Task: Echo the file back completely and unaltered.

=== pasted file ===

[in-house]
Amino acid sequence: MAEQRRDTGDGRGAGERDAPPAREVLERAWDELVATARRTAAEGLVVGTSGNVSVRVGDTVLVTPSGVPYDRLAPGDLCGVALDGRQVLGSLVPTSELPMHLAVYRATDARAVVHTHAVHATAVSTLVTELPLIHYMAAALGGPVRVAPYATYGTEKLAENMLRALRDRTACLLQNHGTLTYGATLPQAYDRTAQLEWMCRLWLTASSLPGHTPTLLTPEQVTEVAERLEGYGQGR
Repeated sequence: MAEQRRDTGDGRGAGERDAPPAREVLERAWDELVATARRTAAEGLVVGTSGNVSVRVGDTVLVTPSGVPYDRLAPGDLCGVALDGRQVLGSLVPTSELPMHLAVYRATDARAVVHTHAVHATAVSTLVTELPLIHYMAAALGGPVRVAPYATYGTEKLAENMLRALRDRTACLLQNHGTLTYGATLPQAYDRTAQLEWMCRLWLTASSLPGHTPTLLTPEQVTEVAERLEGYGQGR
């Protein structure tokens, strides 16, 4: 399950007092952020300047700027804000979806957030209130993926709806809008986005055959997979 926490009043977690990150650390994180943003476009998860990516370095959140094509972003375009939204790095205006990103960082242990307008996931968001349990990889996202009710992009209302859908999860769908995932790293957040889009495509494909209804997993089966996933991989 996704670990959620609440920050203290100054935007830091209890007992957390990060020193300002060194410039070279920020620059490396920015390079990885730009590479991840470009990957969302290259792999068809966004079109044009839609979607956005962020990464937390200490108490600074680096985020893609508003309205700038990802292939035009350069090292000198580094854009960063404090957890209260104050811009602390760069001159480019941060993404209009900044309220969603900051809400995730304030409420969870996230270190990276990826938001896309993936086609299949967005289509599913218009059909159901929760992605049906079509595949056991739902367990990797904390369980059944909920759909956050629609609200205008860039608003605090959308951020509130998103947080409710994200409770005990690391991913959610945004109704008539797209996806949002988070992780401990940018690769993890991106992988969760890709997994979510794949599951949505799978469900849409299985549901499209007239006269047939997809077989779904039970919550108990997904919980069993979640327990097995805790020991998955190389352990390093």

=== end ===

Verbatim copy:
[in-house]
Amino acid sequence: MAEQRRDTGDGRGAGERDAPPAREVLERAWDELVATARRTAAEGLVVGTSGNVSVRVGDTVLVTPSGVPYDRLAPGDLCGVALDGRQVLGSLVPTSELPMHLAVYRATDARAVVHTHAVHATAVSTLVTELPLIHYMAAALGGPVRVAPYATYGTEKLAENMLRALRDRTACLLQNHGTLTYGATLPQAYDRTAQLEWMCRLWLTASSLPGHTPTLLTPEQVTEVAERLEGYGQGR
Repeated sequence: MAEQRRDTGDGRGAGERDAPPAREVLERAWDELVATARRTAAEGLVVGTSGNVSVRVGDTVLVTPSGVPYDRLAPGDLCGVALDGRQVLGSLVPTSELPMHLAVYRATDARAVVHTHAVHATAVSTLVTELPLIHYMAAALGGPVRVAPYATYGTEKLAENMLRALRDRTACLLQNHGTLTYGATLPQAYDRTAQLEWMCRLWLTASSLPGHTPTLLTPEQVTEVAERLEGYGQGR
């Protein structure tokens, strides 16, 4: 399950007092952020300047700027804000979806957030209130993926709806809008986005055959997979 926490009043977690990150650390994180943003476009998860990516370095959140094509972003375009939204790095205006990103960082242990307008996931968001349990990889996202009710992009209302859908999860769908995932790293957040889009495509494909209804997993089966996933991989 996704670990959620609440920050203290100054935007830091209890007992957390990060020193300002060194410039070279920020620059490396920015390079990885730009590479991840470009990957969302290259792999068809966004079109044009839609979607956005962020990464937390200490108490600074680096985020893609508003309205700038990802292939035009350069090292000198580094854009960063404090957890209260104050811009602390760069001159480019941060993404209009900044309220969603900051809400995730304030409420969870996230270190990276990826938001896309993936086609299949967005289509599913218009059909159901929760992605049906079509595949056991739902367990990797904390369980059944909920759909956050629609609200205008860039608003605090959308951020509130998103947080409710994200409770005990690391991913959610945004109704008539797209996806949002988070992780401990940018690769993890991106992988969760890709997994979510794949599951949505799978469900849409299985549901499209007239006269047939997809077989779904039970919550108990997904919980069993979640327990097995805790020991998955190389352990390093």